Some time ago there was the Mesa DRI driver model, where drivers were implemented directly between the OpenGL API and the hardware. This made the drivers big, complex and redundant. The Nouveau 3D driver was started for that old model, and it evolved fairly far in that most card generations were able to run at least glxgears. Then came the Gallium3D infrastructure, and the project was set back miles on 3D support. However, the Gallium3D model is far better than the old model. The user API, for instance OpenGL, is abstracted away and the drivers only need to implement a single core API, making the hardware drivers small and clean. Well, this statement is a simplification, but you can read about Gallium3D design.
As you might know, NV40 Gallium3D is currently the most advanced part of Nouveau, and some people claim to have played Quake 3 Arena with it. Do not jump for joy now, because the mantra still holds: Gallium3D is not supported yet, and we do not want bug reports about it. Of course, unless the bug report has a patch attached, that fixes the problem. Otherwise, trying to test it will likely lead to trouble, and we really do not want to waste the developer time or nerves on discussing something that is known to be broken. On the other hand, if you plan to contribute code, then come to talk with us already!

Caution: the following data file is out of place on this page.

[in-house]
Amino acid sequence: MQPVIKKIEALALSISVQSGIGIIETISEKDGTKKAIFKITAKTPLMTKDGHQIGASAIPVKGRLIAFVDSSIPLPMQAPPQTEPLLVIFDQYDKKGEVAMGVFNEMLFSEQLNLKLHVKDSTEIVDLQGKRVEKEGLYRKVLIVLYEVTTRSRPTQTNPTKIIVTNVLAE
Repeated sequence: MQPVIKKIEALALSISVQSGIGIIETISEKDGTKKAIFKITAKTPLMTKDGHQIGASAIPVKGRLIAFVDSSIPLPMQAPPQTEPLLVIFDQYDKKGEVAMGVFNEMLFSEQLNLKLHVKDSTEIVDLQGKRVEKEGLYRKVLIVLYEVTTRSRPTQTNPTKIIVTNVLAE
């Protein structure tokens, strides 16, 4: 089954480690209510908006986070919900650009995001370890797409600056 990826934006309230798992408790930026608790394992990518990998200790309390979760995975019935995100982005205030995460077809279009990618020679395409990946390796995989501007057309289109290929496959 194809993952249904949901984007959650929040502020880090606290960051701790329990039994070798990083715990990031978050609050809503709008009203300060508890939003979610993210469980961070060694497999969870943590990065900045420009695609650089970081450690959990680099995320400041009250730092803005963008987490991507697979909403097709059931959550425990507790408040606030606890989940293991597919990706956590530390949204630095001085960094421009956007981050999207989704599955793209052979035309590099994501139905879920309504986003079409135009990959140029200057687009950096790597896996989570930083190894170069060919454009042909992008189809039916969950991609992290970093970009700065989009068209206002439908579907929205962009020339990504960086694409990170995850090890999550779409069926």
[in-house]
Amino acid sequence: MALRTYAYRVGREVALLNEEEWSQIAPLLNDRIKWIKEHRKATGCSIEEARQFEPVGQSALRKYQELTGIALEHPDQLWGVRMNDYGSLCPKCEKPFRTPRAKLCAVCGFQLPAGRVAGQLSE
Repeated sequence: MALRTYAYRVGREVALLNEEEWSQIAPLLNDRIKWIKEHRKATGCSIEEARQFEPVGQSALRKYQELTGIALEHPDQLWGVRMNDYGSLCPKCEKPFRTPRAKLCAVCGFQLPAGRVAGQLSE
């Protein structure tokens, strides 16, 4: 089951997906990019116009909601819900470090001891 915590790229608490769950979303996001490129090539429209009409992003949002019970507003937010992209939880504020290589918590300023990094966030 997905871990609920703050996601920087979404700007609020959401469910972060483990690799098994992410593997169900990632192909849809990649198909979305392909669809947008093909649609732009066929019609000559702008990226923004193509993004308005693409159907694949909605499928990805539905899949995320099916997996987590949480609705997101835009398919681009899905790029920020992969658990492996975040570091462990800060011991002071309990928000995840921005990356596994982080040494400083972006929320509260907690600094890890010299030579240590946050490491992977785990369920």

Pmdata has been developing NV30 Gallium3D after Marcheu started it. Pmdata followed what was happening with NV40 Gallium3D and made similar changes, because the Gallium3D APIs were still a bit in flux and somewhat uncharted territory. Pmdata records his progress on his personal Wiki page, so you should check that for news and images. Judging from the xmoto screen capture, geometry processing is working, and there are even textures, although the textures are swizzled when they should not be (or vice versa). Uploading properly swizzled textures has proven to be a little harder than he first thought. He has also made nv30_demo program, which pokes the card directly to try rendering commands.
Development on NV10 Gallium has been quiet for some time, and so has NV04. It is interesting to recall, that NV04-NV20 family range does not have real fragment shaders, and NV04-NV10 families do not have vertex shaders, but Gallium3D is built on the assumption that shaders do exist. Marcheu has investigated how these fixed pipeline cards could be used in Gallium3D, and it seems possible, but he has yet to make his mind about which approach is preferable. It could mean changes throughout the whole Gallium3D stack, or not.
Someone has yet to start NV20 Gallium3D work, there is currently nothing. It can be bootstrapped by copying in the NV10 Gallium bits and adding NV30 Gallium vertex program bits.
Darktama has started NV50 Gallium3D, but it does not do anything useful at all, yet. For instance, textures do not work. After doing NV50 2D work, he says he now has a much better view on how to implement things, and will get back to it when he can.